top of page

Access to the COVID 19 Vaccine

Rise Up Central Kansas helps ensure you have access to the COVID-19 vaccine. If you are having trouble getting your vaccine or boosters, please connect with Rise Up. We will help you find the resources available.

Where to Get Your Vaccine

The COVID-19 Vaccination is available at your local health department and most pharmacies. Your doctor's office also should have the COVID-19 Vaccination in stock. Refer to the link below to search your local area for the COVID-19 vaccine.

Here's what the science says about COVID-19 vaccine myths:

  • COVID-19
    COVID-19 vaccines don't cause you to become sick with COVID-19. The COVID-19 vaccines authorized for use in the U.S. don't contain the live virus that causes COVID-19. Some people may have side effects from the vaccine, such as a fever or muscle pain. But these symptoms usually go away in a few days.


  • Fertility
    Currently, there is no evidence that any COVID-19 vaccine causes fertility problems. COVID-19 vaccination is recommended for people who are trying to become pregnant or might become pregnant in the future.


  • Microchips
    COVID-19 vaccines won't track your location or movements. COVID-19 vaccines were developed to help the body build immunity to the virus that causes COVID-19. Also, COVID-19 vaccines don't contain preservatives, antibiotics, metals, or aborted fetal tissues or cells.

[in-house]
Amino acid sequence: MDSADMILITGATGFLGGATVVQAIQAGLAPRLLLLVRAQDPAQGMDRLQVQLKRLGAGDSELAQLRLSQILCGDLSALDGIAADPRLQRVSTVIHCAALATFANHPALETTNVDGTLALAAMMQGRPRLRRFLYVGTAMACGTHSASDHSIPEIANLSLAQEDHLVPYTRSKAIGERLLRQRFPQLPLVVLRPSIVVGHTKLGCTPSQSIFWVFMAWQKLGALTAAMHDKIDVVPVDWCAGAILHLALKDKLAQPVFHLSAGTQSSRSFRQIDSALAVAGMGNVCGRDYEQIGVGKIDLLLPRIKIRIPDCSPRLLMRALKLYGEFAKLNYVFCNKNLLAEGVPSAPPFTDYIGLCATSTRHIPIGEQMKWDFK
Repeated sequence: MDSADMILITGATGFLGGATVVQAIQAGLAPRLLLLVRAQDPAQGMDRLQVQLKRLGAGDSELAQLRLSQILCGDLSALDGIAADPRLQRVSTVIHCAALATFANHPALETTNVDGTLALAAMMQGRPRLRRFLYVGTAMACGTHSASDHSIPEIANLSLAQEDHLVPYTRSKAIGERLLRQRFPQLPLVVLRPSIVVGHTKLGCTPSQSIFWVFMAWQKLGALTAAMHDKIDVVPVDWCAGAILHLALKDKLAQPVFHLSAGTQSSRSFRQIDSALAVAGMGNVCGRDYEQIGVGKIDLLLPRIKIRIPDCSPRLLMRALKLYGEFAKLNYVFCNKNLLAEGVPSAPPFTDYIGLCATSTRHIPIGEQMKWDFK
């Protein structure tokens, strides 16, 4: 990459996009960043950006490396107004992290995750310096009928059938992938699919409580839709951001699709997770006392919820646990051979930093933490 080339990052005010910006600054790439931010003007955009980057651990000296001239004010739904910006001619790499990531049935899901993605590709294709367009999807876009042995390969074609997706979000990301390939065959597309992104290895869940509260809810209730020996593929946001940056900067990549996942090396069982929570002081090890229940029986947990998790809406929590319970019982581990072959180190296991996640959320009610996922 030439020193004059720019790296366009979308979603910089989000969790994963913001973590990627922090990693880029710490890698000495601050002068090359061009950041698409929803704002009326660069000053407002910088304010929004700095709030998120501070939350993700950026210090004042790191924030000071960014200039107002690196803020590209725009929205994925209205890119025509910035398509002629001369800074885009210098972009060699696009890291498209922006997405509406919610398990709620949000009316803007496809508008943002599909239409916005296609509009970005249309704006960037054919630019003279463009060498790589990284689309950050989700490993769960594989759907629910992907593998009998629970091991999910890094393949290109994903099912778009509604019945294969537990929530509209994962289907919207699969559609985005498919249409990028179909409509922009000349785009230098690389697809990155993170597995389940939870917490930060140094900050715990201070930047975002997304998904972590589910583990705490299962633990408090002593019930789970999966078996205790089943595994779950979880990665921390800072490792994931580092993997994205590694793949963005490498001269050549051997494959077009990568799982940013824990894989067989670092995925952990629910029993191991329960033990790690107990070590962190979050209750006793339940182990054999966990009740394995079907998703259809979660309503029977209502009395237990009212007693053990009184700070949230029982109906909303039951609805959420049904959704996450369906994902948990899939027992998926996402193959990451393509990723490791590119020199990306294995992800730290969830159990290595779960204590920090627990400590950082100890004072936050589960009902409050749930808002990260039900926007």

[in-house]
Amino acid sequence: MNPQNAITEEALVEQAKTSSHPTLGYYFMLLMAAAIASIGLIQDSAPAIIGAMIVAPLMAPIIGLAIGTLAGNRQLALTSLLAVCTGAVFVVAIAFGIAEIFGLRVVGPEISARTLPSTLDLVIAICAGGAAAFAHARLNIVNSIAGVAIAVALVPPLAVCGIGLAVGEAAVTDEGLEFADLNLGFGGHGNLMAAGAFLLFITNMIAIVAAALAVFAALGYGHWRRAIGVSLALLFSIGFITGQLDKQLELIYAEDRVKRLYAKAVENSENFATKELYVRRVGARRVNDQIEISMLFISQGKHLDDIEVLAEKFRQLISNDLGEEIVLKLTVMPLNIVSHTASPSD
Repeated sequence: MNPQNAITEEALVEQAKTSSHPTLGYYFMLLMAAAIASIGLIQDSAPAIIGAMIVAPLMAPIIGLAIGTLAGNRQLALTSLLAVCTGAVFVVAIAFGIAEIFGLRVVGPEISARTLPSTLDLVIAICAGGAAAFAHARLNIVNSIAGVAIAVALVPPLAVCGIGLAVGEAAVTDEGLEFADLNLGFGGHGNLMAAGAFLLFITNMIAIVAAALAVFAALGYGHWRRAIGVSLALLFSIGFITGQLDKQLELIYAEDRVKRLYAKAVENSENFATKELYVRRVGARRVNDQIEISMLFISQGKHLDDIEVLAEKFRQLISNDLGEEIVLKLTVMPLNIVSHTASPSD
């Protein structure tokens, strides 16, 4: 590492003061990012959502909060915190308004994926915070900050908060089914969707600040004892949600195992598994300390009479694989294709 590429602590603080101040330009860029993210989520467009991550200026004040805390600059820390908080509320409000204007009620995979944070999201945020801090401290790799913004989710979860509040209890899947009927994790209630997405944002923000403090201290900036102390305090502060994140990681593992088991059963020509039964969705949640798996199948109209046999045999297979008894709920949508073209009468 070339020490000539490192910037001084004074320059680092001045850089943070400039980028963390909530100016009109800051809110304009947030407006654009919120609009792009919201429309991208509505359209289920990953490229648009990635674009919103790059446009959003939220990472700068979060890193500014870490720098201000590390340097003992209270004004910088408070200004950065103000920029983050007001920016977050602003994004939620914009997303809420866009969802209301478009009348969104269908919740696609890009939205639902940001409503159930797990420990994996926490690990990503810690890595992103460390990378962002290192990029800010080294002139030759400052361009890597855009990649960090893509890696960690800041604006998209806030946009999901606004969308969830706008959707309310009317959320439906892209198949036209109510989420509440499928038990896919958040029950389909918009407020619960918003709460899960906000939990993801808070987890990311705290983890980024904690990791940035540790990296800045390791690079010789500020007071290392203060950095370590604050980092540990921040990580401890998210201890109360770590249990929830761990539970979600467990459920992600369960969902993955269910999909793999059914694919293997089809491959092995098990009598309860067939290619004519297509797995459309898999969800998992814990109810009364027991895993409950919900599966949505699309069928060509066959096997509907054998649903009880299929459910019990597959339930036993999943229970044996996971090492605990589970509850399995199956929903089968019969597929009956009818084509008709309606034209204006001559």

• DNA
    COVID-19 vaccines deliver instructions to teach the body how to build protection against the COVID-19 virus. The Pfizer BioNTech and the Moderna COVID-19 vaccines use genetically engineered messenger RNA (mRNA). The mRNA gives cells instructions for making a piece of protein found on the surface of the COVID-19 virus. The protein is then displayed on the surface of cells in the body. Once the immune system recognizes that the protein doesn't belong there, it makes antibodies to fight off what looks like an infection. After the mRNA delivers instructions, it's immediately broken down. It doesn't enter the nucleus of the cells, where the DNA is kept. COVID-19 vaccines don't change your DNA. Also, the genetic material delivered with vector vaccines, such as the Johnson & Johnson/Janssen COVID-19 vaccine, doesn't change or become a part of your DNA.

bottom of page